When you sell out Madison Square Garden 70 times in nearly 45 years, you must be doing something right. And when that 70th show is also, by random coincidence, the 70th date on your farewell tour — and maybe possibly your last show at the storied venue — chances are good that it’s going to be a pretty special night.

Elton John is playing himself off with the almost comically long “Farewell Yellow Brick Road” — with more than 300 shows through 2021, it’s one of the most extensive retirement tours in history — so even though he’s already played two and a half months’ worth of gigs to around 1.1 million people, he’s just getting warmed up. And while the retrospective nature of the show is designed to tug at the heartstrings of those who grew up on his music — which, based on the people in the row ahead of us, ranged from R.E.M.’s Michael Stipe to a woman my seatmate/sister swore was Katie Couric, and included many people attending with their children — it’s also designed in no small part to tug at his own as well.

Yet even he admitted this night was exceptional. During one of his many long but not over-long chats to the crowd between songs, he wept as he spoke of his gratitude toward his American fans, his love for New York and particularly this venue, where John Lennon joined him onstage in 1974 (for the former Beatle’s last-ever public performance) and which he called “my favorite place to play in the whole wide world.”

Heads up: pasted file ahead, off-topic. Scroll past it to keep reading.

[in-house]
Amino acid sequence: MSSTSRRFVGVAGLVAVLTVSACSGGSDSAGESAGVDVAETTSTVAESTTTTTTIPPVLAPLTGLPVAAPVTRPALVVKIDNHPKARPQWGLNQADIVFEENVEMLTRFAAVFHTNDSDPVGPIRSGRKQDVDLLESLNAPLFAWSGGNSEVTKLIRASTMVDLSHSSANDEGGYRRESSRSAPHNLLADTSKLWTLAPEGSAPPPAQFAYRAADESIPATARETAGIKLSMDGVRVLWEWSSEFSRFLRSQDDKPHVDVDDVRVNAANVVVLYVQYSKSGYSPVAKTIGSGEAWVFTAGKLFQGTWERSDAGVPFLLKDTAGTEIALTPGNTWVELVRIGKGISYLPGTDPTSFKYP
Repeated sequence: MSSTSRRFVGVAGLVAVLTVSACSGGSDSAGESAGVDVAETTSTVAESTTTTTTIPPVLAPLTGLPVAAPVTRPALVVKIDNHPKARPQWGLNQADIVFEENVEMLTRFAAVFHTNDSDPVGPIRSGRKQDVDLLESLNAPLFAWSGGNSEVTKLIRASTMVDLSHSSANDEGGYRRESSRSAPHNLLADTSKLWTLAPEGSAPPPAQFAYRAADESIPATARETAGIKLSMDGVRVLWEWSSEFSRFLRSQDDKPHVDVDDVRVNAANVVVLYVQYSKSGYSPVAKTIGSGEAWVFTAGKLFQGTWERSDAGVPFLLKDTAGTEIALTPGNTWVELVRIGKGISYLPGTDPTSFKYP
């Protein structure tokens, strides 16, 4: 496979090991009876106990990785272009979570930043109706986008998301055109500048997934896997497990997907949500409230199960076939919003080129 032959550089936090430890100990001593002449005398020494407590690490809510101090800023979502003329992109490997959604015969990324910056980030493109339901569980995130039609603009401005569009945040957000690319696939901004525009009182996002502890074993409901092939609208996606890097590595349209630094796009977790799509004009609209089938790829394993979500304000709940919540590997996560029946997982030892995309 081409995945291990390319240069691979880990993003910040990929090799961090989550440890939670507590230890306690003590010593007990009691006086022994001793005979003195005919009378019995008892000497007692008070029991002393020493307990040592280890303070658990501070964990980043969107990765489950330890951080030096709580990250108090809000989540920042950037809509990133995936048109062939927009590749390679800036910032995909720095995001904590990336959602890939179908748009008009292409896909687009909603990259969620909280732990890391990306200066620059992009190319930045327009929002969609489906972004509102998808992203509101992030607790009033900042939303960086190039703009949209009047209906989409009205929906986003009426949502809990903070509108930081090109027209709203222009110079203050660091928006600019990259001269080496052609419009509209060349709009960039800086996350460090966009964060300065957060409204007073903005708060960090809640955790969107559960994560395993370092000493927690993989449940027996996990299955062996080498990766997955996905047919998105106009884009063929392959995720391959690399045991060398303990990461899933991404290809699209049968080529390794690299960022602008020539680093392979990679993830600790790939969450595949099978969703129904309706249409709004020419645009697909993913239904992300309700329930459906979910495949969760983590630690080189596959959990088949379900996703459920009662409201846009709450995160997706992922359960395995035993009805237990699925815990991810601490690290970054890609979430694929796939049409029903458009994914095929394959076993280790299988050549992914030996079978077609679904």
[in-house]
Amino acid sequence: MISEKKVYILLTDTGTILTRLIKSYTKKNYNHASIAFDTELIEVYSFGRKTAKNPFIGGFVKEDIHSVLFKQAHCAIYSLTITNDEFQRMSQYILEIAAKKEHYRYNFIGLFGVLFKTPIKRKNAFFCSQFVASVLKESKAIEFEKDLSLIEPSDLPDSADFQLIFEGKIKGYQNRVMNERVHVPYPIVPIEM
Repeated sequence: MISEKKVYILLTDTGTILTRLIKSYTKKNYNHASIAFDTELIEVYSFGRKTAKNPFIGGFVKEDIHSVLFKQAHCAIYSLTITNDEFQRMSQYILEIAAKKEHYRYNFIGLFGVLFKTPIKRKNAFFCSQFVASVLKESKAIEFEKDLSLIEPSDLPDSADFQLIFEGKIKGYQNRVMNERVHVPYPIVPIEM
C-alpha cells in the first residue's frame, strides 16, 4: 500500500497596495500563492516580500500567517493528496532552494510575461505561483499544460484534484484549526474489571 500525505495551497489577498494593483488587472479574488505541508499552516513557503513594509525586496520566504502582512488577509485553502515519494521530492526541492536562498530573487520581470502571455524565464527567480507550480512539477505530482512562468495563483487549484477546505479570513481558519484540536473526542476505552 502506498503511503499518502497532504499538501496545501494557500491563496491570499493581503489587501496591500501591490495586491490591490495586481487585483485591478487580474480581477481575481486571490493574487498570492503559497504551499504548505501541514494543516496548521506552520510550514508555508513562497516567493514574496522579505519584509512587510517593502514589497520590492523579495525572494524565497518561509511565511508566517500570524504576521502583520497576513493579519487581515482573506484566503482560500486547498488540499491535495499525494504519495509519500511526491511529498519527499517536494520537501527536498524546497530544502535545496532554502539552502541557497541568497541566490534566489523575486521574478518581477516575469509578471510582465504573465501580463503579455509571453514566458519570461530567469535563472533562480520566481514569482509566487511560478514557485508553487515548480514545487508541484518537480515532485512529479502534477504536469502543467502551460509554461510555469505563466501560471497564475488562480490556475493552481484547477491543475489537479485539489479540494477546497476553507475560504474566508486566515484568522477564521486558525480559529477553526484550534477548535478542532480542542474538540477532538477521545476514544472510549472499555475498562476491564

But you don’t get to 70 sellouts on gratitude alone, and Elton John’s set on this tour is a beautifully curated trip through his golden era (i.e. the setlist is almost entirely from the early/mid-1970s, with a smattering of the ‘80s). He drops in enough deep cuts to keep the musicians and veteran fans on their toes (the second song he played was the 1973 deep cut “All the Girls Love Alice”), yet the set was so packed with hits that he’d reeled off “Bennie and the Jets,” “Tiny Dancer,” “I Guess That’s Why They Call It the Blues,” “Border Song” and “Philadelphia Freedom” in the first half hour, and he’d barely scraped the surface. (See the full setlist below.)

Elton was in top form, particularly for a 71-year-old man who’s playing three-hour sets several nights a week. His voice is deeper than on the classic records and he doesn’t even try to hit the falsetto notes, but his energy level is high, he’s smiling and mugging and pointing at the crowd throughout the entire show, and he takes a bow after nearly every single song, soaking up the cheers in a way that emanates gratitude far more than ego.